Tuesday, February 22, 2011

A Mathematician Writes

One aspect that I really enjoy about working where I do is that I do not have to abide by any pacing guide, computer-generated tests or quizzes, or "script" created by a corporate office somewhere out in Texas that does not know my students to the depth that I do.

Of course, one aspect that would make my  job a lot easier is having a pacing guide, generated assessments and "scripts" to follow when I am feeling lost about how to better show my students the real-life applications of the Binomial Theorem or the Quadratic Formula.

Nevertheless, it gives me the opportunity to guide students through written reports to seek out math applications for themselves. For the last two years I've assigned a "Wonders of the World" writing assignment where students chose an ancient "wonder" or one created during/after the Industrial Revolution. After the reports are turned in, extra-credit posters and videos presented, we watch an episode or two of "Engineering an Empire," an amazing series from The History Channel.

 "The Aztecs"

Before my favorite video rental place in Berkeley closed down (RIP Reel) I'd get most of my videos or DVDs there to show my students. It was independent and had a plethora of obscure videos, with such subgenres as "Man vs. Shark" and showcased more than twenty great actors/actresses/directors' work with their own shelf of achievements.

My only critique was that their video collection was missing the original "Sleuth" starring Michael Caine and Lawrence Olivier and written by Anthony Shaffer. I still have yet to see the 2007 remake from Kenneth Branagh, which WAS available at Reel. I'm curious how well Jude Law pulled off Caine's original role as the young, good-lookin' guy.

Humboldt County folk would recognize this store as a variation of Figuredo's, where I first checked out so many foreign and independent videos that my teeny weeny middle-school brain could hardly process. There I was first exposed to so many cinema greats: Almodovar, "El Topo," and "But I'm A Cheerleader." Those were the days I coveted Roger Ebert's job.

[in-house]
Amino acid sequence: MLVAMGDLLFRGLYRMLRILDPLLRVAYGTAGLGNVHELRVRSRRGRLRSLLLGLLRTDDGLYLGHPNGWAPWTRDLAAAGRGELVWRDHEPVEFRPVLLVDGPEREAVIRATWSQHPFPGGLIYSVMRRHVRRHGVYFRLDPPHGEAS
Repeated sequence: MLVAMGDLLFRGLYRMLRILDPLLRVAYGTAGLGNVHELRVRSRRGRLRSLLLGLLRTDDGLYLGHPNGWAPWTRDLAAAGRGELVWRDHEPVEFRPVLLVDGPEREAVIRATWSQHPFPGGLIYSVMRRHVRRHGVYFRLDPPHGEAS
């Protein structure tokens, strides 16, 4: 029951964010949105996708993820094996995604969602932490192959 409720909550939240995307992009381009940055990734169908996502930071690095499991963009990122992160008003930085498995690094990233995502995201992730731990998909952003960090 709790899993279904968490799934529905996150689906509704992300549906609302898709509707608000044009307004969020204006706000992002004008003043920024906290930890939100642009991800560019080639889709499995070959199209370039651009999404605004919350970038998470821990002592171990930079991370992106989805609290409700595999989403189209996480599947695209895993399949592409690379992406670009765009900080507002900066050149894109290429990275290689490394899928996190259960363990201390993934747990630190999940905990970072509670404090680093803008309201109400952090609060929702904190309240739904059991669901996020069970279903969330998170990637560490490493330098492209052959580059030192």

Tragedy struck in 2000 or 2001 when a kitchen fire from an adjacent Mexican restaurant spread to Figuredo's in McKinleyville and destroyed decades of work to build such a unique video collection. I remember mourning the loss for weeks, having to make the commute to Arcata if I desired the same hard-to-find titles. That Mexican restaurant is where I had my first chile relleno combination plate. It's never been the same.

But let me return to my original point: writing essays in math class? Yessiree, it is indeed one of the finer points of the scriptless classes I teach. It's a great way for writers to explore mathematical applications and for mathematicians to explore writing applications.

One of the best classes I took in college was Writing for Science, which combined my love of the written word with my passion for empirical knowledge. I brag to my students that I won second-place in an essay contest not for the self-congratulation, but to show them that all the logic and mathematical lingo that I thrust upon them in each 55-minute session can be used to further one's own talking points. That essay writing, just like mathematics, needs to follow a formula for success. Sometimes the writing will go off on tangents, sometimes it will be more rigid, and sometimes it will look and feel counterintuitive. But regardless the end result is clear, concise, and unique.

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